# Re: Extending my question. Was: The relational model and relational algebra - why did SQL become the industry standard?

From: Jan Hidders <jan.hidders_at_REMOVE.THIS.ua.ac.be>
Date: 24 Feb 2003 22:31:16 +0100
Message-ID: <3e5a8f24.0_at_news.ruca.ua.ac.be>

Costin Cozianu wrote:
>>
>> No. In fact, in theory, all optimizations that can be done in a set-based
>> algebra can also be done in a bag-based algebra but not the other way
>> around.
>
>Hi Jan,

Always nice to see a reaction that actually talks about theory. :-)

>I followed this discussion, interesting as always. But I'm puzzled by this
>conjecture. Has somebody studied it ?

```  http://citeseer.nj.nec.com/libkin93some.html  (on bag algebras)
http://citeseer.nj.nec.com/grumbach96query.html  (more on bag algebras)
http://citeseer.nj.nec.com/181093.html   (on pom-sets)

```

>Here's my take on it:
>
>- I don't see in any useful sense how can bag algebra be a superset of set
>algebra. The obvious inclusion mapping from sets to bags is not a morphism
>: Bag(a \/ b) = Bag(a) \/ Bag(b) doesn't hold

>- Bag on the other hand are a special kind of sets. Aren't you defining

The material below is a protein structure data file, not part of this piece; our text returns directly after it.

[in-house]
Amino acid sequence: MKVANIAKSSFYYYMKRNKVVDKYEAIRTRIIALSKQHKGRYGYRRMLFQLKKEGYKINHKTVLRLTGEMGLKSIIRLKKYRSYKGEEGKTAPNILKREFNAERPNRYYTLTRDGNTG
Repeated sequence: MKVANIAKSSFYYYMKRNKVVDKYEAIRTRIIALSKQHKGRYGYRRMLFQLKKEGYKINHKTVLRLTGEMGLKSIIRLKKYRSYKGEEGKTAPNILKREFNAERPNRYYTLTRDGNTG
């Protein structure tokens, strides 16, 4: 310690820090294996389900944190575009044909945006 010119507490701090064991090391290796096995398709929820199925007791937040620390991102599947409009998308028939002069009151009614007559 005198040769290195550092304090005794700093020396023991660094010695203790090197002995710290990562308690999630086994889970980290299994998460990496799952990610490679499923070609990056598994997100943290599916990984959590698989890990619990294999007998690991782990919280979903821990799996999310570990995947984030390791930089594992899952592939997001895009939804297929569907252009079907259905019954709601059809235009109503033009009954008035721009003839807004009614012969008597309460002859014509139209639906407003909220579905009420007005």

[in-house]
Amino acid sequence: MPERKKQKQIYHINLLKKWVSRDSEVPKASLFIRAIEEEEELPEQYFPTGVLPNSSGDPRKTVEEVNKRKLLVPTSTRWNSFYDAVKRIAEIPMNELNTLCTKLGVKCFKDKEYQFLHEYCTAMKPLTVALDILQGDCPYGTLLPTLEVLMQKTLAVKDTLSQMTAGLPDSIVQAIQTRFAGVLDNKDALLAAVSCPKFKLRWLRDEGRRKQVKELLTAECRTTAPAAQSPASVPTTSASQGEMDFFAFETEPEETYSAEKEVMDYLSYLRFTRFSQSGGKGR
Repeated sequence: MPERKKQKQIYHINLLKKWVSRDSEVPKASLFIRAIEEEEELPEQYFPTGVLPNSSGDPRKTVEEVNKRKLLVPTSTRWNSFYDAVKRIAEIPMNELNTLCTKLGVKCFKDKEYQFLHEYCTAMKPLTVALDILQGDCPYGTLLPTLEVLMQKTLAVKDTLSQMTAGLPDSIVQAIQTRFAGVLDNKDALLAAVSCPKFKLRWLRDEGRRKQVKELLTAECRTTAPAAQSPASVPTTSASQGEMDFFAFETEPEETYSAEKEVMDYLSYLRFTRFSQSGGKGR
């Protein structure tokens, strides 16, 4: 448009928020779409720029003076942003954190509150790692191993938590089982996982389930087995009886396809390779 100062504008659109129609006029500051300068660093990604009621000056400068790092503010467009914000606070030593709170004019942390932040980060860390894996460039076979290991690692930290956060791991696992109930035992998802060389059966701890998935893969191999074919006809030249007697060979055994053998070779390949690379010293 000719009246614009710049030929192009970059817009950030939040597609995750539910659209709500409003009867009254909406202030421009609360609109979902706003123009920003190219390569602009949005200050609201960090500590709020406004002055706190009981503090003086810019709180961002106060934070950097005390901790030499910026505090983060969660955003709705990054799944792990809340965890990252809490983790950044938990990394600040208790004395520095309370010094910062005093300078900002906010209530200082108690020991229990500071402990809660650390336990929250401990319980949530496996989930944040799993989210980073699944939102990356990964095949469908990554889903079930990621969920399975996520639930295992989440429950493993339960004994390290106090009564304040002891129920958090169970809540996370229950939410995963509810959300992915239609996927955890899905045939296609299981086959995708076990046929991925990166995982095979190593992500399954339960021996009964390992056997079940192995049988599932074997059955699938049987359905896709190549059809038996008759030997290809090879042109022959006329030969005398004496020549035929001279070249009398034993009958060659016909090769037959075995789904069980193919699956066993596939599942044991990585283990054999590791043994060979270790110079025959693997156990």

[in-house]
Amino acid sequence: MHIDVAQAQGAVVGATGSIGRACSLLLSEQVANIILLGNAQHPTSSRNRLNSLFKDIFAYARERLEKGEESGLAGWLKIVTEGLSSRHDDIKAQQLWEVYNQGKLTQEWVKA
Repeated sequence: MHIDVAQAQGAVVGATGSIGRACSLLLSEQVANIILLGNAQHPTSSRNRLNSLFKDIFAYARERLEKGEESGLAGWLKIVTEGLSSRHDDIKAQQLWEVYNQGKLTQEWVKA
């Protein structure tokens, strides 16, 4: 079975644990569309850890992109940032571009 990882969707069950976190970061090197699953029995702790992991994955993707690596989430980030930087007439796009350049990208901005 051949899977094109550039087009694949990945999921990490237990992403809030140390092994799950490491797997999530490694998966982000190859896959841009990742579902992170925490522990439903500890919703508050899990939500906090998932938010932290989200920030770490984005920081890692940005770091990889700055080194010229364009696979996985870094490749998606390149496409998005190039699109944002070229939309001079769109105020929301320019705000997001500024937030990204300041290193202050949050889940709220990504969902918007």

>bags as a function from a universe of elements to Natural numbers ? But
>also bag operations are not a straight mapping of corresponding set
>operation

>- therefore my suspicion is that neither algebraic structures are
>isomoprhic to a substructure of the other.

>- it is the rule rather than the exception, that the stringer algebraic
>properties a structure has , the better suited for optimization it is.
>Sets have the well known algebraic properties of lattices. Bag algebra
>is a ... (bag algebra I presume) ? All my algebraic books just don't
>study the algebra of bags. On the contrary, lattices are widely studied,
>presumably this situation

Try (free) monoids:

>You recurred at some point to a proof by authority (Ullman, Molina vs.
>Date), but I'm curious if you have a stated opinion of Molina et all
>vis-a-vis bag algebra being more optimizable than set alegbra, or is it
>just a conjecture of yours.

• Jan Hidders
Received on Mon Feb 24 2003 - 22:31:16 CET

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